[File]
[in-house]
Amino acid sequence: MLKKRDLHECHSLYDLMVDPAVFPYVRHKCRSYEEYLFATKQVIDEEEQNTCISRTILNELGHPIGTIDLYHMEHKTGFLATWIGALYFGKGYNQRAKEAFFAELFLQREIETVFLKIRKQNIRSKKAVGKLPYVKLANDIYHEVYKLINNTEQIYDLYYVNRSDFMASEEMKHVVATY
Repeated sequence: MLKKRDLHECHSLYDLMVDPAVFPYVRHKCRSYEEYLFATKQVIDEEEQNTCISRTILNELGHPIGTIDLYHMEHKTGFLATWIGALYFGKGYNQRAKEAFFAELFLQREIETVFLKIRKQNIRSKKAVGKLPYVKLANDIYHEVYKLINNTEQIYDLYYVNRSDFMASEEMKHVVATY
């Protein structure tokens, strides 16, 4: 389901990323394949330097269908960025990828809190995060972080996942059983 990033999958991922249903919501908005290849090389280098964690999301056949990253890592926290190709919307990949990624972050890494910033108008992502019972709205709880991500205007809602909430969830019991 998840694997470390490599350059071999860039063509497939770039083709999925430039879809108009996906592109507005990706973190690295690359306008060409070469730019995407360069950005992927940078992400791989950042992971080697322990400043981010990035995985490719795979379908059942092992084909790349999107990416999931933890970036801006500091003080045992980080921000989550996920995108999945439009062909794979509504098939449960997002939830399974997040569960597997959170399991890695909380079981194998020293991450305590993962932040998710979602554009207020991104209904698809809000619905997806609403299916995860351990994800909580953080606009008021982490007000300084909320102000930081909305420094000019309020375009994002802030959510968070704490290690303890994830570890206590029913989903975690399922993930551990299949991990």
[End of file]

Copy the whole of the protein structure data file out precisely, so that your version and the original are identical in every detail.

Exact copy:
[in-house]
Amino acid sequence: MLKKRDLHECHSLYDLMVDPAVFPYVRHKCRSYEEYLFATKQVIDEEEQNTCISRTILNELGHPIGTIDLYHMEHKTGFLATWIGALYFGKGYNQRAKEAFFAELFLQREIETVFLKIRKQNIRSKKAVGKLPYVKLANDIYHEVYKLINNTEQIYDLYYVNRSDFMASEEMKHVVATY
Repeated sequence: MLKKRDLHECHSLYDLMVDPAVFPYVRHKCRSYEEYLFATKQVIDEEEQNTCISRTILNELGHPIGTIDLYHMEHKTGFLATWIGALYFGKGYNQRAKEAFFAELFLQREIETVFLKIRKQNIRSKKAVGKLPYVKLANDIYHEVYKLINNTEQIYDLYYVNRSDFMASEEMKHVVATY
């Protein structure tokens, strides 16, 4: 389901990323394949330097269908960025990828809190995060972080996942059983 990033999958991922249903919501908005290849090389280098964690999301056949990253890592926290190709919307990949990624972050890494910033108008992502019972709205709880991500205007809602909430969830019991 998840694997470390490599350059071999860039063509497939770039083709999925430039879809108009996906592109507005990706973190690295690359306008060409070469730019995407360069950005992927940078992400791989950042992971080697322990400043981010990035995985490719795979379908059942092992084909790349999107990416999931933890970036801006500091003080045992980080921000989550996920995108999945439009062909794979509504098939449960997002939830399974997040569960597997959170399991890695909380079981194998020293991450305590993962932040998710979602554009207020991104209904698809809000619905997806609403299916995860351990994800909580953080606009008021982490007000300084909320102000930081909305420094000019309020375009994002802030959510968070704490290690303890994830570890206590029913989903975690399922993930551990299949991990």